Apparently there is no mandatory method to transport AES-GCM parameters. I only read that the initialization vector often will be prefixed to the ciphertext. So, regarding the other parameters too, I could send a string like this

my_string = ':'.join([
  'a_unique_iv',              # initialization vector
  '128',                      # the tag size in bits
  'id-1234',                  # associated_data
  'the_cipher'                # cyphertext (converted to string)

to a REST API endpoint that stores the data. Or another example (that I would prefer because I already use json objects): Add all parameters as json fields:

my_json = {
  'field_a': 'value b',
  'field_c': 'value_d',
  'aes_gcm_parameters_and_data': {
    'nonce':           'a_unique_iv' ,
    'tagBits':         128,
    'associated_data': 'id-1234',
    'cyphertext':      'the_cipher'    // converted to string

Regarding best practices: Are both approaches fine? Is there a better way? Thx.


1 Answer 1


Are both approaches fine?

Both are fine. The entire point of GCM is that the ciphertext (and nonce and ciphertext) is protected, and so any method of transporting them is fine.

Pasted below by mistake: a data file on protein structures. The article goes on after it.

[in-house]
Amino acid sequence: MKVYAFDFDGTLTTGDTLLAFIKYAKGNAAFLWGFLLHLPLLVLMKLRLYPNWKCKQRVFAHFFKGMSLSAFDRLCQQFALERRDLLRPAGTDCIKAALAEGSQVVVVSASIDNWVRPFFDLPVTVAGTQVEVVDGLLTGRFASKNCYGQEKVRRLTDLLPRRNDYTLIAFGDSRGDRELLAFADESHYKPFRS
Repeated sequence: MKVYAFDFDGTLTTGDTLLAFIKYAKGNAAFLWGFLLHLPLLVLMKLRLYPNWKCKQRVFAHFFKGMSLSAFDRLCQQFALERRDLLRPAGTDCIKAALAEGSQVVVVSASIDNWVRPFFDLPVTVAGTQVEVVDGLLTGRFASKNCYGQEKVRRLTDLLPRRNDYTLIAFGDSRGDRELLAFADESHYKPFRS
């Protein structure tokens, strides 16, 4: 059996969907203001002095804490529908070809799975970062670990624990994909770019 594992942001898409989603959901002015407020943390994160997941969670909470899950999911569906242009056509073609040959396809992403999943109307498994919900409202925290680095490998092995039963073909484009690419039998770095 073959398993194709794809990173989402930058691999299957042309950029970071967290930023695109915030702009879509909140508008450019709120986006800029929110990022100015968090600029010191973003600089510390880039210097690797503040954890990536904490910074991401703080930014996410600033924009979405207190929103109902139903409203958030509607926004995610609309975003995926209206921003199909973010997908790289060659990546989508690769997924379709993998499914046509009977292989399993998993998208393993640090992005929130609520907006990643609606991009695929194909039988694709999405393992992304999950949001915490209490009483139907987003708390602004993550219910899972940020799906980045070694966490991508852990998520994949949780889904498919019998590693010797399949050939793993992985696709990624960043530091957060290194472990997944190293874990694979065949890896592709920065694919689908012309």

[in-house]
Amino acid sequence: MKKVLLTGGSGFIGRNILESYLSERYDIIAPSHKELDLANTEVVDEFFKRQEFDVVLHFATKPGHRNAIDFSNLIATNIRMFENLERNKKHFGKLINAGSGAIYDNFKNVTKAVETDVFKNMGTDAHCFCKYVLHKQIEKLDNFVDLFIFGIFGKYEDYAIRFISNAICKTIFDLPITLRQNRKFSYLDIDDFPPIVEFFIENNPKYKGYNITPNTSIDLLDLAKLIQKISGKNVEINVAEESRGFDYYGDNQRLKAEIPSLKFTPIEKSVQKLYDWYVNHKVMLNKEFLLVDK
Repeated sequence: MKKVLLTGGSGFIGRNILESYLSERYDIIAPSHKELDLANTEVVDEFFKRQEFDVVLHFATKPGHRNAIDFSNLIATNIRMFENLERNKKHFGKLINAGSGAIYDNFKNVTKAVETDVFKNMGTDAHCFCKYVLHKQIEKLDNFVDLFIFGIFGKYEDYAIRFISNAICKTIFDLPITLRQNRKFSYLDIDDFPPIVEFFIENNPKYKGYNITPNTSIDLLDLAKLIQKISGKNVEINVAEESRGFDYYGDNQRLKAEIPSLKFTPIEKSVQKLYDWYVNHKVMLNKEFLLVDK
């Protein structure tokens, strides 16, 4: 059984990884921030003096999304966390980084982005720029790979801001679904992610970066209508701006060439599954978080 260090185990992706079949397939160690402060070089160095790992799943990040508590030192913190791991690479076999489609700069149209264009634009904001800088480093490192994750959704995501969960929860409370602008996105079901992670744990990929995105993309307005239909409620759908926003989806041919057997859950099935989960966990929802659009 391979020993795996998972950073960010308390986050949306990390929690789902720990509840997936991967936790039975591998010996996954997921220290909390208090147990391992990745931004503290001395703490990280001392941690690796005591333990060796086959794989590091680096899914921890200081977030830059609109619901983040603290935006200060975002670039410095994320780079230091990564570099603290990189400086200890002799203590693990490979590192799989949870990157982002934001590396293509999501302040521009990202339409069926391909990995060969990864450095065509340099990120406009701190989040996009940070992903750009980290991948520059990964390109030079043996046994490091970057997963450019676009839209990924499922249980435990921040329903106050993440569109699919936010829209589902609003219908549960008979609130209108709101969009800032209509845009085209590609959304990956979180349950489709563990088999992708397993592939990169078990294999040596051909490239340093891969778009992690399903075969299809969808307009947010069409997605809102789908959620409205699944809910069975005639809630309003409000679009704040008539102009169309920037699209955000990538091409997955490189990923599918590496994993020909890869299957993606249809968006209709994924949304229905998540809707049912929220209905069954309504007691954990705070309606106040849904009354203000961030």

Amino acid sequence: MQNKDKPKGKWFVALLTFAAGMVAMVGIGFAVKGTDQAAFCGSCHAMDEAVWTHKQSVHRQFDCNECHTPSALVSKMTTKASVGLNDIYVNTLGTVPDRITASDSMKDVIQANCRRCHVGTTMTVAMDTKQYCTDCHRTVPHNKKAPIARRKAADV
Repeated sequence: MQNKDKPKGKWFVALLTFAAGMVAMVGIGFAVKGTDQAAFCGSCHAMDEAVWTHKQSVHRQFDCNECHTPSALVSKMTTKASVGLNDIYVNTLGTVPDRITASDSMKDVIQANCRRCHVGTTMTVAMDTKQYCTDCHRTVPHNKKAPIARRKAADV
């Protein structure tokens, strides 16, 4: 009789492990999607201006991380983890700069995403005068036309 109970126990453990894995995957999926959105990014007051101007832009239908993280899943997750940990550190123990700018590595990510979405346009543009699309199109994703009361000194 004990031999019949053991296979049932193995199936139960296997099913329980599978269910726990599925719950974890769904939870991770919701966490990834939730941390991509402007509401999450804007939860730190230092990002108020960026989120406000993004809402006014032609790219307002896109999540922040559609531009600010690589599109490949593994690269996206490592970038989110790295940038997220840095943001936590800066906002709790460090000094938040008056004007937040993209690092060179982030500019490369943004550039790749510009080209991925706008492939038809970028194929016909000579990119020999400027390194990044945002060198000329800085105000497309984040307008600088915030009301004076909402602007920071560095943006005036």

I do want to add one note: what the 'associated data' is typically used for is binding a ciphertext to a context. For example, if you're encrypting database records, one thing you want to prevent is someone taking the ciphertext in one field, and copying it to another. The associated data is designed to protect against that; if the associated data may be the record key, then the attacker can't do that; the record that the ciphertext is copied to would have a different key, and so the decryption would fail.

Because of this, the associated data typically has meaning to the application; depending on what you're protecting with GCM, what you have may be fine (e.g. if the application knows to look into the associated data you provided to verify the context), or it might not be.

Is there a better way?

Cryptographically, you're fine, as I said. As for whether there's a method that would work better (faster, cheaper) for what you're doing, well, you're actually more qualified to say than we are...


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